Crafty destinations

Uoc Le pork paste

Gio and cha are must-have dishes on the food trays of Vietnamese during Tet. With a 500-year traditional craft of making pork paste, Uoc Le villagers in Thanh Oai, Hanoi have brought their products to localities nationwide. 

 

 

According to historical documents, the craft dates back to the Mac dynasty (1527-1592). An odalisque in the imperial court was a villager from Uoc Le who returned to her hometown to build a village gate and teach people the craft of making pork paste. The gate of Uoc Le village has been an imprint of the craft village through the ups and downs of time. 

Annually, the Uoc Le villagers hold their traditional festival when all villagers far from home return Uoc Le to commemorate their ancestor. On this occasion, young men pound pork and other villagers wrap gio (steamed pork paste) and cha (deep-fried cinnamon pork paste) all night. Hot rolls of gio and fragnant pieces of cha are Uoc Le villagers’ specialties which are offered to the village emperor. 

 

 Uoc Le villagers have still kept their secret of making the specific flavor that can't be found anywhere else. 

 

The pork, after being pounded into paste, will be wrapped in banana leaves

before being boiled.


  

  Uoc Le pork paste is offered on altars to ancestors during festive events.


From gio and cha, Uoc Le villagers create various dishes such as beef paste, stir-fried pork paste, belly pork paste, fried pork paste and fermented rolls. All types of paste made from Uoc Le village are favored by customers nationwide. Many foreign visitors to Vietnam also are attracted by the specialty. 

According to an Uoc Le villager Hoang Ba Hop, his family members get up at 3am to pound paste and bring their products to the market in the early morning. His children now use machines and have installed a workshop to make gio and cha. Before Tet, Hop’s family has made hundreds of kilograms of gio and cha to supply to the market.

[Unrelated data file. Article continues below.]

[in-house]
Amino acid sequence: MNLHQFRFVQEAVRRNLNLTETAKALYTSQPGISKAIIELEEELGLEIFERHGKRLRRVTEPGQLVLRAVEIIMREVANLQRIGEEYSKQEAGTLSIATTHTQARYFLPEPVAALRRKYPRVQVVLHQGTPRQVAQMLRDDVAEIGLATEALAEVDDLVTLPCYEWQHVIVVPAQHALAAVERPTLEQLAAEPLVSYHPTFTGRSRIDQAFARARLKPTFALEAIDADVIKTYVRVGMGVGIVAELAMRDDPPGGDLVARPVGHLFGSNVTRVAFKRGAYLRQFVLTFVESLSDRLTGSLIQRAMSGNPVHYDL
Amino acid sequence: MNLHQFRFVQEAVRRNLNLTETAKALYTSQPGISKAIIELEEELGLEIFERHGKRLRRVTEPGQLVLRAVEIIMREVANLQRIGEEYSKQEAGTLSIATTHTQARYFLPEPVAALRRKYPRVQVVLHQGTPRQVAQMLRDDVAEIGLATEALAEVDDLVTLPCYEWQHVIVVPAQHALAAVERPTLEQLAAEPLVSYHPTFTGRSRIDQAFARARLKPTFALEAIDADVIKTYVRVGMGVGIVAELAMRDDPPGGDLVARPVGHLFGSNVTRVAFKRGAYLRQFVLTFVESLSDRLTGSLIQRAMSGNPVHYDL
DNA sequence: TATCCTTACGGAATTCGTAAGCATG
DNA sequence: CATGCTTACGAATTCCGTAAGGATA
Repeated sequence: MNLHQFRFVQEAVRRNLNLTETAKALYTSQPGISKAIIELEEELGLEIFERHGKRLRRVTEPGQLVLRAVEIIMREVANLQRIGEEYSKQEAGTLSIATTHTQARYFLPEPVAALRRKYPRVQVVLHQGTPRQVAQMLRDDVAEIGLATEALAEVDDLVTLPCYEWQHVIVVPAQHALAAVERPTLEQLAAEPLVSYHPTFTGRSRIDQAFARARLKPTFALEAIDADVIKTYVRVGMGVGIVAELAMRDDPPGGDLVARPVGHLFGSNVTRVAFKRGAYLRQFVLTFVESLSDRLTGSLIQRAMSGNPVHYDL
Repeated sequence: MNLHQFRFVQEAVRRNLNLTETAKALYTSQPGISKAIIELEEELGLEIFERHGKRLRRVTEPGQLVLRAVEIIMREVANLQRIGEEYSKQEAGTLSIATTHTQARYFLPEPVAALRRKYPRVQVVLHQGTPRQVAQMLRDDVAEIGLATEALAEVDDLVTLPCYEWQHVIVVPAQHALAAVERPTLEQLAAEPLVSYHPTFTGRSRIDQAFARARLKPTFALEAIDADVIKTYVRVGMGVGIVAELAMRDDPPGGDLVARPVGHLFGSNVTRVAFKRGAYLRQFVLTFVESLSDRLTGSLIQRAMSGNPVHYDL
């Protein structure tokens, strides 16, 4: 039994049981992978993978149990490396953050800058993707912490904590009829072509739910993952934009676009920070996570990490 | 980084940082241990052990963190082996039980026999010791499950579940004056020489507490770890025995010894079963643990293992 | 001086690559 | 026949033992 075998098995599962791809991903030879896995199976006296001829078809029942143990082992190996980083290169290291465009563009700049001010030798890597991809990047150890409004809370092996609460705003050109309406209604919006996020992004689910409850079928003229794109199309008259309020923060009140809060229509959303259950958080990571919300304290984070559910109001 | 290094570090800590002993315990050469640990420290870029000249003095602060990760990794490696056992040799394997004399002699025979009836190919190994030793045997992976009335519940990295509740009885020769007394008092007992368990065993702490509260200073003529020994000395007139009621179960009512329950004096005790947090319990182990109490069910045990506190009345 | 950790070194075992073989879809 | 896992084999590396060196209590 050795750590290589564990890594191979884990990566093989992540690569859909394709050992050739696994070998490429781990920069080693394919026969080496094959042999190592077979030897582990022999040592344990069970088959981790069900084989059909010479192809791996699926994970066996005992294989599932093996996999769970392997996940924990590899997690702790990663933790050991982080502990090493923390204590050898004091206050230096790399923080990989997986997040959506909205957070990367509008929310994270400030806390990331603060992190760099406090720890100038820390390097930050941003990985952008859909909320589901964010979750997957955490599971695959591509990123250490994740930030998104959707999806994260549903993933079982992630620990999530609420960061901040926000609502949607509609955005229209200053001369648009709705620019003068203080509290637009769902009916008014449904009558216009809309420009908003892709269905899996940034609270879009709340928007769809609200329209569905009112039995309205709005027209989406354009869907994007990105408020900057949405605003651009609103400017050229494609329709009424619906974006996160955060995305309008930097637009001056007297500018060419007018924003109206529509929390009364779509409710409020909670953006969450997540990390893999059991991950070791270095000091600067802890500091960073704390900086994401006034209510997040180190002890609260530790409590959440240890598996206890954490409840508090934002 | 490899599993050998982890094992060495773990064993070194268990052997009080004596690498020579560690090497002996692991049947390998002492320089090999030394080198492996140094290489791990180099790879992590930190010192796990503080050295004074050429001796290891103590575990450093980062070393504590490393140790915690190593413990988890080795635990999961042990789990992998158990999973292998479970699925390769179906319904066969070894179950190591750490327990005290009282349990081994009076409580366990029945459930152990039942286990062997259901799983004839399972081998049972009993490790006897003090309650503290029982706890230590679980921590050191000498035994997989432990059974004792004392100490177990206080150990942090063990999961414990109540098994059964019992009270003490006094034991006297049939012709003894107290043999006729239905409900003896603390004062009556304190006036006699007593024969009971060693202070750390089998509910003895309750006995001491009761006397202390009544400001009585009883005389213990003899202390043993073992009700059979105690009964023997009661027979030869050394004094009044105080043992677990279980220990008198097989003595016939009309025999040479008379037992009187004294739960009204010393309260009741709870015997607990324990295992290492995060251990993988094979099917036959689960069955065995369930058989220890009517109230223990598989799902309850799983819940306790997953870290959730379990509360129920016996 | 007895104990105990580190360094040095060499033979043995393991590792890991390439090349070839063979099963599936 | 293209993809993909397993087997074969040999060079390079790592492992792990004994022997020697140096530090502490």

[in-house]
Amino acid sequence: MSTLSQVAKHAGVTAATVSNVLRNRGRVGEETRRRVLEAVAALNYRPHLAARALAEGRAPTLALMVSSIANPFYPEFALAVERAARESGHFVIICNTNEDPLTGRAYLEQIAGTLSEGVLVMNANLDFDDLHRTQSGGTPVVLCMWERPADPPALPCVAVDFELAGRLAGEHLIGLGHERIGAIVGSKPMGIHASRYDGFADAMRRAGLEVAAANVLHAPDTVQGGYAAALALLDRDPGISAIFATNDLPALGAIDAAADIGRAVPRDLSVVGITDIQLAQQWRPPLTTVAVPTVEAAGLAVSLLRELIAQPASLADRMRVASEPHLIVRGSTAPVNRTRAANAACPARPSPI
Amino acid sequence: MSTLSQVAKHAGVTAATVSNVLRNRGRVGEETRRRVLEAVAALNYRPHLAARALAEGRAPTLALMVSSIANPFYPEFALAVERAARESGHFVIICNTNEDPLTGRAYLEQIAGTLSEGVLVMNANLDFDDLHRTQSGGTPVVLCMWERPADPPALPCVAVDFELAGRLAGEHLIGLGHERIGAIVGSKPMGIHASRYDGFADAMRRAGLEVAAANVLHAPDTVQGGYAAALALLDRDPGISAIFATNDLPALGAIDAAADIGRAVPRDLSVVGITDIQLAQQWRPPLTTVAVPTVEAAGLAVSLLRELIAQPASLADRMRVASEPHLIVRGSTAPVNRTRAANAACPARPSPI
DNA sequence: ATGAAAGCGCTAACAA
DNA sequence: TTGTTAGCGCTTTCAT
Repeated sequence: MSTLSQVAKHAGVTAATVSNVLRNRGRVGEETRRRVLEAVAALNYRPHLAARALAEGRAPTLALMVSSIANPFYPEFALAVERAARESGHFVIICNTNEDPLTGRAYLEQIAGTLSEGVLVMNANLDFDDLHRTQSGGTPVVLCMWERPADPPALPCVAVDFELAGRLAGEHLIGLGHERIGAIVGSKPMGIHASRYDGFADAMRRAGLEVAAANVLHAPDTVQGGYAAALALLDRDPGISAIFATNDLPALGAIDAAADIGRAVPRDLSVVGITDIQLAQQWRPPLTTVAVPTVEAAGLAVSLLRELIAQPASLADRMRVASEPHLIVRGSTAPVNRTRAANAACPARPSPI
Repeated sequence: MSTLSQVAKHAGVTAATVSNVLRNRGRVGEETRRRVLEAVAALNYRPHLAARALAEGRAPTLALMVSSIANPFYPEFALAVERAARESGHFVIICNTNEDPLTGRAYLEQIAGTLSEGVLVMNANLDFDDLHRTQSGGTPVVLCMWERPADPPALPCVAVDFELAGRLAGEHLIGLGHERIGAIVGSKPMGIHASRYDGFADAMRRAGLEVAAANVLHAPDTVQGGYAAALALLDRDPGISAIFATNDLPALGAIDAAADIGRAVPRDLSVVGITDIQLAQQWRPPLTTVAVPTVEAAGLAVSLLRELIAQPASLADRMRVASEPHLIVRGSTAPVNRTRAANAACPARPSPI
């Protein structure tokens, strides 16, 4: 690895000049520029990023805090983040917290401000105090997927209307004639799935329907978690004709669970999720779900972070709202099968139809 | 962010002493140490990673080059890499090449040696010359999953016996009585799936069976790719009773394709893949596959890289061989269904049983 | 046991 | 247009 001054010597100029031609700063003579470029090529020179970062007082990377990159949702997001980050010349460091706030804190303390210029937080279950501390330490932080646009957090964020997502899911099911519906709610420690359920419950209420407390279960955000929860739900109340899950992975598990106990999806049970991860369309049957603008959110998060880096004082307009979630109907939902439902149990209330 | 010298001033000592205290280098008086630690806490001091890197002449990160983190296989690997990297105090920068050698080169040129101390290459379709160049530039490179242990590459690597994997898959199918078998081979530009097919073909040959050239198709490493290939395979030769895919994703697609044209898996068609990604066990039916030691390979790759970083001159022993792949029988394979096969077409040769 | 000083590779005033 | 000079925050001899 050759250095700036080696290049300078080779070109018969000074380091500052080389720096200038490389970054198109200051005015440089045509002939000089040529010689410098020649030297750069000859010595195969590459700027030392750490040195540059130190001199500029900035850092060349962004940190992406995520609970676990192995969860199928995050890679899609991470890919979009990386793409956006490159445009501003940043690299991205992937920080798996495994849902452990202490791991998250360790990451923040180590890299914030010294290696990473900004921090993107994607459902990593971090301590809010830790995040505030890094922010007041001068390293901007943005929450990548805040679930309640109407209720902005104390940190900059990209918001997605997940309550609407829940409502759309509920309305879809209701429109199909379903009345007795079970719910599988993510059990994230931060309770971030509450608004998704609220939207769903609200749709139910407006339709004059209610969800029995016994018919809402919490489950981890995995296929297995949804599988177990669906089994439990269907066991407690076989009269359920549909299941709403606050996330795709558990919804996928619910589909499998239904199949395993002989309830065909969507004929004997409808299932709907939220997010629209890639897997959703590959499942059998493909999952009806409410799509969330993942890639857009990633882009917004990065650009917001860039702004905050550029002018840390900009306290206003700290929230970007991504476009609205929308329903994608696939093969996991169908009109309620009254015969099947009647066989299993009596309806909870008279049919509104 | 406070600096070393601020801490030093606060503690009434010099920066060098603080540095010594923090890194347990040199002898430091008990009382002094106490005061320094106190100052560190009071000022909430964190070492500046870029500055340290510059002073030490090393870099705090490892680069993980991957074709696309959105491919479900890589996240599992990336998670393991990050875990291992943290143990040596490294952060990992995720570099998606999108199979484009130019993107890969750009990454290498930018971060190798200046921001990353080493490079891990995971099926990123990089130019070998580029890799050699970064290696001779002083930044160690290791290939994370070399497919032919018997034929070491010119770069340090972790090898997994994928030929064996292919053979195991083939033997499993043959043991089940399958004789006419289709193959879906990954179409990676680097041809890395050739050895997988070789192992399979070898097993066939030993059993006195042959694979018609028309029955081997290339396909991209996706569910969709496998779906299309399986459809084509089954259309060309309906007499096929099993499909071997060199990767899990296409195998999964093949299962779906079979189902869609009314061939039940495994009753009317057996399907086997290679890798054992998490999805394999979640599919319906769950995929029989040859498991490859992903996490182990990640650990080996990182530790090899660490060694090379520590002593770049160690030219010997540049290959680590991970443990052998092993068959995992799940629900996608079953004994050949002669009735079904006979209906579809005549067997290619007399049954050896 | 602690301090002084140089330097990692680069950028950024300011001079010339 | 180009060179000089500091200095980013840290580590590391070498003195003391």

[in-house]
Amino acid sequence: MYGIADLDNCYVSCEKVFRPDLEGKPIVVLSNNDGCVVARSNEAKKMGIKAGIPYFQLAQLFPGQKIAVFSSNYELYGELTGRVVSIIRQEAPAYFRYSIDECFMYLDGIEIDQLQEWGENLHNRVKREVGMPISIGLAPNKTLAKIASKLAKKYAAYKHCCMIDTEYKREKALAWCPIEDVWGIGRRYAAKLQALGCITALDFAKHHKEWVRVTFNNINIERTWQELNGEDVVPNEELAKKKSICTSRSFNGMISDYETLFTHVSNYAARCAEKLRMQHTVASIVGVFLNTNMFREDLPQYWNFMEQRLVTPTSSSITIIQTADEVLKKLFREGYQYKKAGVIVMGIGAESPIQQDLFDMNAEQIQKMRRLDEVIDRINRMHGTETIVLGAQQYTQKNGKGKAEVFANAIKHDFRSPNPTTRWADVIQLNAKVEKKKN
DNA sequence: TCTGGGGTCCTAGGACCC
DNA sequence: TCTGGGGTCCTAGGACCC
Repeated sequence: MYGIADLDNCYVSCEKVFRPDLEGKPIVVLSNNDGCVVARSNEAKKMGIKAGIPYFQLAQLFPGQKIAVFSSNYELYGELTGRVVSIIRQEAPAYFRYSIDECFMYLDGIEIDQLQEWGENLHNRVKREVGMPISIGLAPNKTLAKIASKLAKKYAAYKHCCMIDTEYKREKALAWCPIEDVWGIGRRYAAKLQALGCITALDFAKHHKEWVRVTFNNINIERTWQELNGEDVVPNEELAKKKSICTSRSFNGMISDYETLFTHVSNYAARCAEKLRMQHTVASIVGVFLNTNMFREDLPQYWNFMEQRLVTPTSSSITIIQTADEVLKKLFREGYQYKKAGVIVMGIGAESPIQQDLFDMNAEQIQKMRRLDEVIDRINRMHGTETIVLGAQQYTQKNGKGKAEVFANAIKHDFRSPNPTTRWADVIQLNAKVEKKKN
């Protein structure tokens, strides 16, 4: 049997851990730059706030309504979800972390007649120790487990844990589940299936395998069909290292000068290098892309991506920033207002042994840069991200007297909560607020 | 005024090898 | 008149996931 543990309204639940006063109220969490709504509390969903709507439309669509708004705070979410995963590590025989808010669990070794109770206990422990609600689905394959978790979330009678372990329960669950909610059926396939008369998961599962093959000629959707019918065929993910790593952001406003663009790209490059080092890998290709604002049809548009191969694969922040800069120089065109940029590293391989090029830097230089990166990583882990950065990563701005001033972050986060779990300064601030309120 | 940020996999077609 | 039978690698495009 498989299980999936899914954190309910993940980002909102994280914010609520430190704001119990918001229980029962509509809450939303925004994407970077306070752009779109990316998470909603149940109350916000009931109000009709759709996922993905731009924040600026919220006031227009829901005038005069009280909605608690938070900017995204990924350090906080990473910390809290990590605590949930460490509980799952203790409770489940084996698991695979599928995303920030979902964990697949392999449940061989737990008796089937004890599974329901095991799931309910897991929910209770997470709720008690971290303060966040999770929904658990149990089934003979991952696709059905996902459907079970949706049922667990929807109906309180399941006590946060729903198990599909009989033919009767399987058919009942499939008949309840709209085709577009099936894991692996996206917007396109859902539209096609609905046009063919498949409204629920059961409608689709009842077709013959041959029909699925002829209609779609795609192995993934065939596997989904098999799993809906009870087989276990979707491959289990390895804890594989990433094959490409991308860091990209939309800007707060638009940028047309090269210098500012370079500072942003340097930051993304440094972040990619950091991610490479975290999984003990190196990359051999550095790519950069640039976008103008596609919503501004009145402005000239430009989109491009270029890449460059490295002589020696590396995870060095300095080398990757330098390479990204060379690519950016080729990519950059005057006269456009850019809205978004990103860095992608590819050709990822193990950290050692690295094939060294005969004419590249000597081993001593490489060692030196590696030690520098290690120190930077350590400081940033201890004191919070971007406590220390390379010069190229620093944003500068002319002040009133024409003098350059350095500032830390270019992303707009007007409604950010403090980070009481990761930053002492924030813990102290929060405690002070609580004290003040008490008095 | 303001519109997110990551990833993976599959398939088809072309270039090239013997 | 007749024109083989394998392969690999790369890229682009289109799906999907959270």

The craft of making gio and cha in Uoc Le has developed fruitfully. Although using a machine to make pork paste, Uoc Le villagers have still kept their secret of making the specific flavor that can't be found anywhere else. With the traditional brand name and secret, Uoc Le villagers have opened shops to sell gio and cha in Hanoi and many localities nationwide. Some famous brand names include, Uoc Le,  Xuan Huong pork paste, Phuc Loc Tho and Uoc Le pork paste which are made by Uoc Le villagers. 



   Traditional Uoc Le pork paste products.

 Uoc Le pork paste brand contributes to building the cultural identity and

traditional flavor of Vietnamese cuisine.


Customers choose Uoc Le pork paste branded Xuan Huong.

 

Director of Uoc Le - Xuan Huong pork paste, Hoang Thi Oanh, said that her family has been making gio and cha for three generations. From a small household-scale production facility, Oanh has developed two more large-scale pork paste factories in Hanoi and then established a cooperative of Uoc Le - Xuan Huong pork paste. Every day, Xuan Huong cooperative supplies nearly 30 types of gio and cha to the market. Xuan Huong products are on display at traditional markets, supermarkets and retail shops in Hanoi and neighboring localities. 

 

Uoc Le villagers have been proud of the many brands they have created of Uoc Le pork paste and having benefits with the traditional craft, contributing to preserving and promoting the cultural identity and traditional flavor of Vietnamese cuisine./.


Story: Bich Van Photos: Thanh Giang Translated by Nguyen Tuoi Bài: Bích

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